As the COVID-19 pandemic raged around the world pushing millions more people into hunger and poverty, the UN’s International Fund for Agricultural Development (IFAD) increased its support for the most vulnerable and marginalized people, according to the IFAD Annual Report 2020 released on Thursday.
With 203 ongoing projects and total financing of US$7.5 billion, IFAD was able to reach 123 million people in 2020.
“Despite the challenges of 2020, we remain convinced that our vision of a world free of poverty and hunger is attainable and should remain in focus,” said Gilbert F. Houngbo, President of IFAD.
“Doing more to build the resilience of rural people does not only mean scaling up investments. It also means going further to reach the people most likely to be left behind, to ensure the rural women and men IFAD serves are better prepared to overcome the challenges they face.”
As the impacts of the pandemic threatened to roll back years of development progress, disrupt food system and cause a secondary “hunger pandemic”, IFAD country teams immediately began working with governments to adjust ongoing projects so rural people could maintain their income-generating activities and not be forced to sell their meagre assets.
IFAD works in 35 countries across Asia-Pacific, with 55 ongoing programmes and projects for a total investment of US$2.55 billion.
This includes an additional US$ 365.8 million approved in 2020.
Rural people in Asia and the Pacific are facing a range of challenges and threats, with climate-related hazards being among the most severe.
For groups who have traditionally faced exclusion, these threats are exacerbated.
The impacts of the COVID-19 pandemic have added to existing vulnerabilities, undermining food systems and livelihoods in the region.
Building resilience to multiple threats is a priority for IFAD in its work in Asia and the Pacific.
Inclusion is a strong theme across our portfolio, with women, youth and ethnic minorities receiving particular attention.
In April 2020, IFAD launched the Rural Poor Stimulus Facility (RPSF) with support from its Executive Board and member states such as Canada and Germany that made contributions.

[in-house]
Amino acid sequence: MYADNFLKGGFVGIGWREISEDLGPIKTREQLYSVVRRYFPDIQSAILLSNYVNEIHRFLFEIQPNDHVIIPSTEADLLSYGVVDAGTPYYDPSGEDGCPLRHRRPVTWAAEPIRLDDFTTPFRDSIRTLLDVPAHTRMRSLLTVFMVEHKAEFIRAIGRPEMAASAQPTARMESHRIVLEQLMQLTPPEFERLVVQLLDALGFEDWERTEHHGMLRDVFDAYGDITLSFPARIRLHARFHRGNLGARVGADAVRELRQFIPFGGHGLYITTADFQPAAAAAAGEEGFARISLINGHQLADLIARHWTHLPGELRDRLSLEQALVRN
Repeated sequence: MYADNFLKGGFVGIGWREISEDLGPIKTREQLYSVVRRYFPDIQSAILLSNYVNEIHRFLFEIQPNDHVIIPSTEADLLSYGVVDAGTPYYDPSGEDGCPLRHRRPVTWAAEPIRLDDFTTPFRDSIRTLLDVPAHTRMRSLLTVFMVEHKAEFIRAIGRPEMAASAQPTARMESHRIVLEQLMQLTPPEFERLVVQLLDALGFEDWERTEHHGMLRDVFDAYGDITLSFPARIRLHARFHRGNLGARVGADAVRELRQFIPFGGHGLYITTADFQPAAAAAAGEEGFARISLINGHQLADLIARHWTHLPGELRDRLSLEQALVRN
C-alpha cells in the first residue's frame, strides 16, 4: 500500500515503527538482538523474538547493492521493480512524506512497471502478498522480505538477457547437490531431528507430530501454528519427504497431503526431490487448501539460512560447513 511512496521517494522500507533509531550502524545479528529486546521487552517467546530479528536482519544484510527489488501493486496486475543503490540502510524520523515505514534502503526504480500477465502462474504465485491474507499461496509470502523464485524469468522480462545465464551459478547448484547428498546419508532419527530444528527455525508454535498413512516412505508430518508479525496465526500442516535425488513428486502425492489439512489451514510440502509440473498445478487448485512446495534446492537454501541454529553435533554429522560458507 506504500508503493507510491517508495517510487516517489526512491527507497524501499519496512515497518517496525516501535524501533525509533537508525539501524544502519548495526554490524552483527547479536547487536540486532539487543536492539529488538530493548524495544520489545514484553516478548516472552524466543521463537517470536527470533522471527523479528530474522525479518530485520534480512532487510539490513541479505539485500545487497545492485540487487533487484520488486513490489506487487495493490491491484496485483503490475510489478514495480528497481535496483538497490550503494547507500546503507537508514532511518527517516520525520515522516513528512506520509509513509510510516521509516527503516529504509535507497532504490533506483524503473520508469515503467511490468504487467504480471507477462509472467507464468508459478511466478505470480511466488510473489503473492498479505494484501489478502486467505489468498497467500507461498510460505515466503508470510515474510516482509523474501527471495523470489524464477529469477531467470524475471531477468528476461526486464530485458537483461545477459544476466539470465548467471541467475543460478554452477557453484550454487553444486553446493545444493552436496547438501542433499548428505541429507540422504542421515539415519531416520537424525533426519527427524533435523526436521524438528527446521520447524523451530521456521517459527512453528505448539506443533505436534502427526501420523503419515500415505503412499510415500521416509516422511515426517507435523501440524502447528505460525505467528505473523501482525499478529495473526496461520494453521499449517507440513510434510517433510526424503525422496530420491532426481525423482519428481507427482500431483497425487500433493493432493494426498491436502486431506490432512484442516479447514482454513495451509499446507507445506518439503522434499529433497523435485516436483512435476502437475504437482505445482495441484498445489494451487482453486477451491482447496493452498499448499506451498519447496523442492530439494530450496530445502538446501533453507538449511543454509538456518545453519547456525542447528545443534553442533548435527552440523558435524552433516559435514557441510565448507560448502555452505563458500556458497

The Facility has helped rural people hang on to their livelihoods in this difficult period while also maintaining the supply of food.
With supply chains and transportation disrupted, small-scale farmers have received seeds, fertilizer and other support to continue planting and production.
Support for digital services like e-marketing and e-money were increased.
Afghanistan, Bangladesh, Cambodia, Nepal, Pacific Islands, Pakistan and Papua New Guinea are among the countries to receive assistance from the RPSF.
In 2020 IFAD stepped up its work with particularly marginalized groups including women, youth, disabled persons and indigenous peoples.
New grass-roots activities started, and 10 times as many people participated in the Fifth Global Meeting of the Indigenous Peoples’ Forum as ever before.
The report outlines how IFAD is revamping its financial infrastructure to be able to invest more and reach more rural people while managing risks.
In 2020 IFAD obtained AA+ credit ratings from Fitch and Standard and Poor’s, creating opportunities to mobilize more resources. Ongoing decentralization, with a third of IFAD staff now in the field, means that IFAD can increase partnerships and policy engagement and improve results by being closer to its clients.
IFAD received record commitments of funding from Member States following the launch of the Twelfth Replenishment of its resources (IFAD12) in February 2020, with the goal of doubling the Fund’s impact by 2030. With a target programme of work of at least $11 billion for 2022-2024, IFAD expects to raise the incomes of 83 million people by at least 20 per cent.
New programmes will increase attention to climate change impacts and resilience (ASAP+), and leverage new investment by the private sector (the Private Sector Financing Programme, or PSFP).
IFAD invests for long-term sustainable results and targets the root causes of hunger, poverty and marginalization.
It works exclusively in rural areas, where three-quarters of the world’s poorest and hungry people live.
IFAD is bringing its experience to the preparations for the upcoming UN Food Systems Summit and is already planning how to help build back better after the pandemic, ensuring that food systems work for the people who work in them—especially the small-scale farmers who grow a third of the world’s food.
A digital report for a virtual age, the IFAD Annual Report 2020 also shows the faces behind the numbers through regional video and stories.